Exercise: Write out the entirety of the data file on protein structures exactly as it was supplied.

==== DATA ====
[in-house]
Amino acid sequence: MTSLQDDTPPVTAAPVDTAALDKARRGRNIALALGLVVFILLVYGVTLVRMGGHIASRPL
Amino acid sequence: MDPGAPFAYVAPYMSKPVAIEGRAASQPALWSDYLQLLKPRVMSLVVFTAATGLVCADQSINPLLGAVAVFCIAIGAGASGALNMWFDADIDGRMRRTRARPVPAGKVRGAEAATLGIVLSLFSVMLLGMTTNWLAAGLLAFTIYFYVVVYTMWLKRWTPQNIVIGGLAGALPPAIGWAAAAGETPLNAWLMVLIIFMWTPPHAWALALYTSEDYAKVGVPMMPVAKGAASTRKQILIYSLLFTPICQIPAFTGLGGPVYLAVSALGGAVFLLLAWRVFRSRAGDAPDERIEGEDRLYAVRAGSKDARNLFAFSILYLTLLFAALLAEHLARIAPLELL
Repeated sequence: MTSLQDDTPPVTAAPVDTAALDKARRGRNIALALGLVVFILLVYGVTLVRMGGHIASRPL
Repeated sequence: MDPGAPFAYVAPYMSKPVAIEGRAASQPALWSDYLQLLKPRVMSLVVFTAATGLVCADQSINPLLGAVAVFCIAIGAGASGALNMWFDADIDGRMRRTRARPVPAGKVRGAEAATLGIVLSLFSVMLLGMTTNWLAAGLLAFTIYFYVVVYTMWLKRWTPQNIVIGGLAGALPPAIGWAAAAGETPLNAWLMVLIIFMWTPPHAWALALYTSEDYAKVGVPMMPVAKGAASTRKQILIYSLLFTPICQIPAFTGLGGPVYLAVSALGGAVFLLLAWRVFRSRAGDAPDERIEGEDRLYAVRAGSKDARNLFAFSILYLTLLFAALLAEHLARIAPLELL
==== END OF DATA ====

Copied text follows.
[in-house]
Amino acid sequence: MTSLQDDTPPVTAAPVDTAALDKARRGRNIALALGLVVFILLVYGVTLVRMGGHIASRPL
Amino acid sequence: MDPGAPFAYVAPYMSKPVAIEGRAASQPALWSDYLQLLKPRVMSLVVFTAATGLVCADQSINPLLGAVAVFCIAIGAGASGALNMWFDADIDGRMRRTRARPVPAGKVRGAEAATLGIVLSLFSVMLLGMTTNWLAAGLLAFTIYFYVVVYTMWLKRWTPQNIVIGGLAGALPPAIGWAAAAGETPLNAWLMVLIIFMWTPPHAWALALYTSEDYAKVGVPMMPVAKGAASTRKQILIYSLLFTPICQIPAFTGLGGPVYLAVSALGGAVFLLLAWRVFRSRAGDAPDERIEGEDRLYAVRAGSKDARNLFAFSILYLTLLFAALLAEHLARIAPLELL
Repeated sequence: MTSLQDDTPPVTAAPVDTAALDKARRGRNIALALGLVVFILLVYGVTLVRMGGHIASRPL
Repeated sequence: MDPGAPFAYVAPYMSKPVAIEGRAASQPALWSDYLQLLKPRVMSLVVFTAATGLVCADQSINPLLGAVAVFCIAIGAGASGALNMWFDADIDGRMRRTRARPVPAGKVRGAEAATLGIVLSLFSVMLLGMTTNWLAAGLLAFTIYFYVVVYTMWLKRWTPQNIVIGGLAGALPPAIGWAAAAGETPLNAWLMVLIIFMWTPPHAWALALYTSEDYAKVGVPMMPVAKGAASTRKQILIYSLLFTPICQIPAFTGLGGPVYLAVSALGGAVFLLLAWRVFRSRAGDAPDERIEGEDRLYAVRAGSKDARNLFAFSILYLTLLFAALLAEHLARIAPLELL